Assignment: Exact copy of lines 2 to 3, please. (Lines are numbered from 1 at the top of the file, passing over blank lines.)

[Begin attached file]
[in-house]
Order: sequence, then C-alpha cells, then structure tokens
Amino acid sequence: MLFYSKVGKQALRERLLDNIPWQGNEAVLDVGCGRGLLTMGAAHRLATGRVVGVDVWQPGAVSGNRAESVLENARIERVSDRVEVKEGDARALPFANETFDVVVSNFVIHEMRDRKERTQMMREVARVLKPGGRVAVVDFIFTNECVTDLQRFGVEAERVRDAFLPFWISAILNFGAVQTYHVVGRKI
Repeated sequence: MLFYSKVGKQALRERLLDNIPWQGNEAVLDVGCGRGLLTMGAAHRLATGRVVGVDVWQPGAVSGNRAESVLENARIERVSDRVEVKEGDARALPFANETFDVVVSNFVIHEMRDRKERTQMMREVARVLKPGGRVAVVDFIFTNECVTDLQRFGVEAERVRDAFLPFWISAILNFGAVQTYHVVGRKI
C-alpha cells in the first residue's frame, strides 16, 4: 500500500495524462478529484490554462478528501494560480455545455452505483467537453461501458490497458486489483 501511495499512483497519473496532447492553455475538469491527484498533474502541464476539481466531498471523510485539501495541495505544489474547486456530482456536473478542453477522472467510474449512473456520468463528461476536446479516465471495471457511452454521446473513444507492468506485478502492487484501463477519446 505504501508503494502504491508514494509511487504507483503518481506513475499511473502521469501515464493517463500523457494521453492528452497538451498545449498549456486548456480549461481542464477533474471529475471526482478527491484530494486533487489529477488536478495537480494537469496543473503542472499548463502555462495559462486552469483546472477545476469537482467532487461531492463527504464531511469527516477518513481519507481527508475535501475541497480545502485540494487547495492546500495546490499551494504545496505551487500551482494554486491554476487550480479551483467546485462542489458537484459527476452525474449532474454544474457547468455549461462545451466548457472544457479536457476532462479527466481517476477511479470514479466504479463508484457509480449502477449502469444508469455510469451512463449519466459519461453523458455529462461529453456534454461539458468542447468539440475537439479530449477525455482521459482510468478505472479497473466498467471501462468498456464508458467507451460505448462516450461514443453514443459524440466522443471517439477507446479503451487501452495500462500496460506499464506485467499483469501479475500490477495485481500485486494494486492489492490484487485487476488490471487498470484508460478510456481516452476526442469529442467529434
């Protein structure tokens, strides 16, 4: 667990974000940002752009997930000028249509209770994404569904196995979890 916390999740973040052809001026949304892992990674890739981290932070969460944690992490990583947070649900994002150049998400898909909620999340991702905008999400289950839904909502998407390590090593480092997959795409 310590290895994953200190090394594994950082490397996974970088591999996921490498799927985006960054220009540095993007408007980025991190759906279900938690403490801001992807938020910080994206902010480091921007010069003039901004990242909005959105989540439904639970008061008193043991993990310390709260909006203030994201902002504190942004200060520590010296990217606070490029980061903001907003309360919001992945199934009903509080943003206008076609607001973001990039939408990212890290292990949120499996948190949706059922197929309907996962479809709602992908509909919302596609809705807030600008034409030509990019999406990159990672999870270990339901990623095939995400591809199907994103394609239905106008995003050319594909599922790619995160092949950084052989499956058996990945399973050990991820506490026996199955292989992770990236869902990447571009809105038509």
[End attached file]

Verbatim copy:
Order: sequence, then C-alpha cells, then structure tokens
Amino acid sequence: MLFYSKVGKQALRERLLDNIPWQGNEAVLDVGCGRGLLTMGAAHRLATGRVVGVDVWQPGAVSGNRAESVLENARIERVSDRVEVKEGDARALPFANETFDVVVSNFVIHEMRDRKERTQMMREVARVLKPGGRVAVVDFIFTNECVTDLQRFGVEAERVRDAFLPFWISAILNFGAVQTYHVVGRKI